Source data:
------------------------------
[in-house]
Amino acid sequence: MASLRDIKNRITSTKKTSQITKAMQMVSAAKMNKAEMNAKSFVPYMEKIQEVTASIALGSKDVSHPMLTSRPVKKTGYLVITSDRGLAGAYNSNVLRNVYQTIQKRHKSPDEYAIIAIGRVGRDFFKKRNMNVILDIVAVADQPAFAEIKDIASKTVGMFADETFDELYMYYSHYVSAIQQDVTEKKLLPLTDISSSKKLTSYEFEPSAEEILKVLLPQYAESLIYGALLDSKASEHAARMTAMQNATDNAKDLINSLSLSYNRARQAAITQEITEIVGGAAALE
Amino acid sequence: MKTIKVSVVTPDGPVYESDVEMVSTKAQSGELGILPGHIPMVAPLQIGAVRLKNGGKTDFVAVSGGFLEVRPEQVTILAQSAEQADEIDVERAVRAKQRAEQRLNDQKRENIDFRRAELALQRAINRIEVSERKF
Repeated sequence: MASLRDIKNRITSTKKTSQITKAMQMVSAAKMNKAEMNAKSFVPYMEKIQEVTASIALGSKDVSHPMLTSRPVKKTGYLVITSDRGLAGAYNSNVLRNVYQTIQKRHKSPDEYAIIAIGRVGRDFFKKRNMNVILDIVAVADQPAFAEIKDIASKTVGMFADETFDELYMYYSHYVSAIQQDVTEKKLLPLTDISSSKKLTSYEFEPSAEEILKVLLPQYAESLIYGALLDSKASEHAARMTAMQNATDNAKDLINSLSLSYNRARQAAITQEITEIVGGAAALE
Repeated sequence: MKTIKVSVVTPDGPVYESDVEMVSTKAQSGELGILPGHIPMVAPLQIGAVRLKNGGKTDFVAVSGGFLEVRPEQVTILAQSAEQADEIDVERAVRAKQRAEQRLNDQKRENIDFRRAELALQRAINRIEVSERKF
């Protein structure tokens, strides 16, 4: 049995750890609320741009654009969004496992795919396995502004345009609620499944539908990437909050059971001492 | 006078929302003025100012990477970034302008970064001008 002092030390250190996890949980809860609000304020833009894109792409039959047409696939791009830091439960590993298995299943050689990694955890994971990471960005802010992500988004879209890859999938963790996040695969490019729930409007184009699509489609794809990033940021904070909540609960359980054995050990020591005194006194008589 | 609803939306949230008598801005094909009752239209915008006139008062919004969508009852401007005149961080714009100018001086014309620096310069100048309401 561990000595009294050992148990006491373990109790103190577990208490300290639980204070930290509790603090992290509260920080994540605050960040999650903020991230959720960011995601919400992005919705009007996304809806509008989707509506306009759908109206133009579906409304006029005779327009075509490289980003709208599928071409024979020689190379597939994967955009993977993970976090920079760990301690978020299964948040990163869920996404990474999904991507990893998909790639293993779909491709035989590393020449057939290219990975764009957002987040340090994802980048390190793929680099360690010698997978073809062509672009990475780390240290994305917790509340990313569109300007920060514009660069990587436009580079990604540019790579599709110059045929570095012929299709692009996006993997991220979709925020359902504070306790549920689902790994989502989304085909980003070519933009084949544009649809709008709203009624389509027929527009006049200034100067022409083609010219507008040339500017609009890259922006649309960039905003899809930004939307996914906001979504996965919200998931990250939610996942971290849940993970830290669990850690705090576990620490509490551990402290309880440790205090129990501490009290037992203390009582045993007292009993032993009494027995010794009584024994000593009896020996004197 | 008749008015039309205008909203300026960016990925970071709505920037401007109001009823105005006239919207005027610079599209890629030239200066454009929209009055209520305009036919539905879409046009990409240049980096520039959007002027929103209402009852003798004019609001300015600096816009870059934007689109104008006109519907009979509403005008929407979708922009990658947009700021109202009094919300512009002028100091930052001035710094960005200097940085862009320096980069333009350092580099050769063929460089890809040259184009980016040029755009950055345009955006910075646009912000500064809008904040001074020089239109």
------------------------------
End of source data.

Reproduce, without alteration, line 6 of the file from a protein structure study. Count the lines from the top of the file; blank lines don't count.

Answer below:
């Protein structure tokens, strides 16, 4: 049995750890609320741009654009969004496992795919396995502004345009609620499944539908990437909050059971001492 | 006078929302003025100012990477970034302008970064001008 002092030390250190996890949980809860609000304020833009894109792409039959047409696939791009830091439960590993298995299943050689990694955890994971990471960005802010992500988004879209890859999938963790996040695969490019729930409007184009699509489609794809990033940021904070909540609960359980054995050990020591005194006194008589 | 609803939306949230008598801005094909009752239209915008006139008062919004969508009852401007005149961080714009100018001086014309620096310069100048309401 561990000595009294050992148990006491373990109790103190577990208490300290639980204070930290509790603090992290509260920080994540605050960040999650903020991230959720960011995601919400992005919705009007996304809806509008989707509506306009759908109206133009579906409304006029005779327009075509490289980003709208599928071409024979020689190379597939994967955009993977993970976090920079760990301690978020299964948040990163869920996404990474999904991507990893998909790639293993779909491709035989590393020449057939290219990975764009957002987040340090994802980048390190793929680099360690010698997978073809062509672009990475780390240290994305917790509340990313569109300007920060514009660069990587436009580079990604540019790579599709110059045929570095012929299709692009996006993997991220979709925020359902504070306790549920689902790994989502989304085909980003070519933009084949544009649809709008709203009624389509027929527009006049200034100067022409083609010219507008040339500017609009890259922006649309960039905003899809930004939307996914906001979504996965919200998931990250939610996942971290849940993970830290669990850690705090576990620490509490551990402290309880440790205090129990501490009290037992203390009582045993007292009993032993009494027995010794009584024994000593009896020996004197 | 008749008015039309205008909203300026960016990925970071709505920037401007109001009823105005006239919207005027610079599209890629030239200066454009929209009055209520305009036919539905879409046009990409240049980096520039959007002027929103209402009852003798004019609001300015600096816009870059934007689109104008006109519907009979509403005008929407979708922009990658947009700021109202009094919300512009002028100091930052001035710094960005200097940085862009320096980069333009350092580099050769063929460089890809040259184009980016040029755009950055345009955006910075646009912000500064809008904040001074020089239109």